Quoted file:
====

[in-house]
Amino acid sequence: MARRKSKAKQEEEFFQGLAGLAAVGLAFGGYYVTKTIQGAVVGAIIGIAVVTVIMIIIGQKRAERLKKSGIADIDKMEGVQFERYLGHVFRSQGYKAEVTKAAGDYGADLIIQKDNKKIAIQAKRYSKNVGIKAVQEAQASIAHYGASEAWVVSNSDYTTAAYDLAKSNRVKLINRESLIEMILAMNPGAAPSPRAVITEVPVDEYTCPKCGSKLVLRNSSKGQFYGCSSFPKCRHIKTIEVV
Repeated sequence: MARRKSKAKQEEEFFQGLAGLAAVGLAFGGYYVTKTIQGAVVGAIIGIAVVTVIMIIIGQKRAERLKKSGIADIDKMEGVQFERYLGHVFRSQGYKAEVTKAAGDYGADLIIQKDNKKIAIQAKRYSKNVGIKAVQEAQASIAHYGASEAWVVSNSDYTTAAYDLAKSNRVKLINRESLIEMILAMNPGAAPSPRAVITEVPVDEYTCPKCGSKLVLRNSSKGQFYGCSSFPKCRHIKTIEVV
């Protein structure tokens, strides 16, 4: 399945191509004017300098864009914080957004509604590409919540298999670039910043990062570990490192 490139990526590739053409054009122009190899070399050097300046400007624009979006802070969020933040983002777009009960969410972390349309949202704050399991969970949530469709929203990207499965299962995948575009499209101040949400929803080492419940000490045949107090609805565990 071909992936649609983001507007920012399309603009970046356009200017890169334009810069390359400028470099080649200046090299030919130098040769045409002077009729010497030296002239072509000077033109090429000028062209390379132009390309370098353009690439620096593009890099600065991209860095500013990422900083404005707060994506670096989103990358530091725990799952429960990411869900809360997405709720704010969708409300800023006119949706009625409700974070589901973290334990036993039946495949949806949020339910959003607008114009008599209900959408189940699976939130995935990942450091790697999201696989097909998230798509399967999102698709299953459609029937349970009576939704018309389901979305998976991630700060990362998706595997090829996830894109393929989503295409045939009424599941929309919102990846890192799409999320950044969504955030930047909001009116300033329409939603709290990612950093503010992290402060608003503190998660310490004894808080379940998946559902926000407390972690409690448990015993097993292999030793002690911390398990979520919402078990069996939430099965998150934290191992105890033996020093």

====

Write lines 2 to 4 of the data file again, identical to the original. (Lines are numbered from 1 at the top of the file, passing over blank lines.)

Amino acid sequence: MARRKSKAKQEEEFFQGLAGLAAVGLAFGGYYVTKTIQGAVVGAIIGIAVVTVIMIIIGQKRAERLKKSGIADIDKMEGVQFERYLGHVFRSQGYKAEVTKAAGDYGADLIIQKDNKKIAIQAKRYSKNVGIKAVQEAQASIAHYGASEAWVVSNSDYTTAAYDLAKSNRVKLINRESLIEMILAMNPGAAPSPRAVITEVPVDEYTCPKCGSKLVLRNSSKGQFYGCSSFPKCRHIKTIEVV
Repeated sequence: MARRKSKAKQEEEFFQGLAGLAAVGLAFGGYYVTKTIQGAVVGAIIGIAVVTVIMIIIGQKRAERLKKSGIADIDKMEGVQFERYLGHVFRSQGYKAEVTKAAGDYGADLIIQKDNKKIAIQAKRYSKNVGIKAVQEAQASIAHYGASEAWVVSNSDYTTAAYDLAKSNRVKLINRESLIEMILAMNPGAAPSPRAVITEVPVDEYTCPKCGSKLVLRNSSKGQFYGCSSFPKCRHIKTIEVV
């Protein structure tokens, strides 16, 4: 399945191509004017300098864009914080957004509604590409919540298999670039910043990062570990490192 490139990526590739053409054009122009190899070399050097300046400007624009979006802070969020933040983002777009009960969410972390349309949202704050399991969970949530469709929203990207499965299962995948575009499209101040949400929803080492419940000490045949107090609805565990 071909992936649609983001507007920012399309603009970046356009200017890169334009810069390359400028470099080649200046090299030919130098040769045409002077009729010497030296002239072509000077033109090429000028062209390379132009390309370098353009690439620096593009890099600065991209860095500013990422900083404005707060994506670096989103990358530091725990799952429960990411869900809360997405709720704010969708409300800023006119949706009625409700974070589901973290334990036993039946495949949806949020339910959003607008114009008599209900959408189940699976939130995935990942450091790697999201696989097909998230798509399967999102698709299953459609029937349970009576939704018309389901979305998976991630700060990362998706595997090829996830894109393929989503295409045939009424599941929309919102990846890192799409999320950044969504955030930047909001009116300033329409939603709290990612950093503010992290402060608003503190998660310490004894808080379940998946559902926000407390972690409690448990015993097993292999030793002690911390398990979520919402078990069996939430099965998150934290191992105890033996020093």